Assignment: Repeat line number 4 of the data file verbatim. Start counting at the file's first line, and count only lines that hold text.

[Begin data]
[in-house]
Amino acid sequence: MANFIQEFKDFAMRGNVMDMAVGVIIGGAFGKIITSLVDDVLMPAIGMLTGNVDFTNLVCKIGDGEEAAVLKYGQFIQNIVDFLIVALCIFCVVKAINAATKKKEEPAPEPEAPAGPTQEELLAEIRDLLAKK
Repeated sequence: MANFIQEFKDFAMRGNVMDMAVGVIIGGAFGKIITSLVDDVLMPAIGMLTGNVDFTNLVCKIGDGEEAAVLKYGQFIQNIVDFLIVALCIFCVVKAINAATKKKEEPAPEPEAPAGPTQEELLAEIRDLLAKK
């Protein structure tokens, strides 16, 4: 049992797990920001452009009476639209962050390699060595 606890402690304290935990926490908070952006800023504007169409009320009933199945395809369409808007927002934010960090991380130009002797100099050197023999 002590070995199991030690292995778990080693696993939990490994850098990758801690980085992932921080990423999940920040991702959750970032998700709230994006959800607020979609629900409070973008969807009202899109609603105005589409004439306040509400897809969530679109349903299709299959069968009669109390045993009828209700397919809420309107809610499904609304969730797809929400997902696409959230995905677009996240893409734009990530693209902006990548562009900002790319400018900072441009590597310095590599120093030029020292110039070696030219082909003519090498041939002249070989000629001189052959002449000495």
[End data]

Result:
């Protein structure tokens, strides 16, 4: 049992797990920001452009009476639209962050390699060595 606890402690304290935990926490908070952006800023504007169409009320009933199945395809369409808007927002934010960090991380130009002797100099050197023999 002590070995199991030690292995778990080693696993939990490994850098990758801690980085992932921080990423999940920040991702959750970032998700709230994006959800607020979609629900409070973008969807009202899109609603105005589409004439306040509400897809969530679109349903299709299959069968009669109390045993009828209700397919809420309107809610499904609304969730797809929400997902696409959230995905677009996240893409734009990530693209902006990548562009900002790319400018900072441009590597310095590599120093030029020292110039070696030219082909003519090498041939002249070989000629001189052959002449000495």